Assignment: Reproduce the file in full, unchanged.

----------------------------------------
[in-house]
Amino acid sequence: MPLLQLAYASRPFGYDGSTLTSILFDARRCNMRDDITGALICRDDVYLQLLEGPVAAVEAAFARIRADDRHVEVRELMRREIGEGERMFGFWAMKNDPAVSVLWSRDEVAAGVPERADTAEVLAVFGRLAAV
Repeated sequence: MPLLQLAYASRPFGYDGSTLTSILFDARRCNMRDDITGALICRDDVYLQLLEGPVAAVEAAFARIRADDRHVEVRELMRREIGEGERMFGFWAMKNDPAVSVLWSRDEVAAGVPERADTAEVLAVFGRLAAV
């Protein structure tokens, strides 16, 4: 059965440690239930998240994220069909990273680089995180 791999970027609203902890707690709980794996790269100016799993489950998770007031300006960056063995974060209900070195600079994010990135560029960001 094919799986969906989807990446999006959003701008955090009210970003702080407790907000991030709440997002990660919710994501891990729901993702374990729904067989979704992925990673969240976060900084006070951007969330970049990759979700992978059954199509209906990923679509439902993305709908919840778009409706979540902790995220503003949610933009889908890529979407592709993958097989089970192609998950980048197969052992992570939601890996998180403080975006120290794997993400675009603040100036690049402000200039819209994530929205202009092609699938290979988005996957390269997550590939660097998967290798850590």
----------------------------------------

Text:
[in-house]
Amino acid sequence: MPLLQLAYASRPFGYDGSTLTSILFDARRCNMRDDITGALICRDDVYLQLLEGPVAAVEAAFARIRADDRHVEVRELMRREIGEGERMFGFWAMKNDPAVSVLWSRDEVAAGVPERADTAEVLAVFGRLAAV
Repeated sequence: MPLLQLAYASRPFGYDGSTLTSILFDARRCNMRDDITGALICRDDVYLQLLEGPVAAVEAAFARIRADDRHVEVRELMRREIGEGERMFGFWAMKNDPAVSVLWSRDEVAAGVPERADTAEVLAVFGRLAAV
């Protein structure tokens, strides 16, 4: 059965440690239930998240994220069909990273680089995180 791999970027609203902890707690709980794996790269100016799993489950998770007031300006960056063995974060209900070195600079994010990135560029960001 094919799986969906989807990446999006959003701008955090009210970003702080407790907000991030709440997002990660919710994501891990729901993702374990729904067989979704992925990673969240976060900084006070951007969330970049990759979700992978059954199509209906990923679509439902993305709908919840778009409706979540902790995220503003949610933009889908890529979407592709993958097989089970192609998950980048197969052992992570939601890996998180403080975006120290794997993400675009603040100036690049402000200039819209994530929205202009092609699938290979988005996957390269997550590939660097998967290798850590």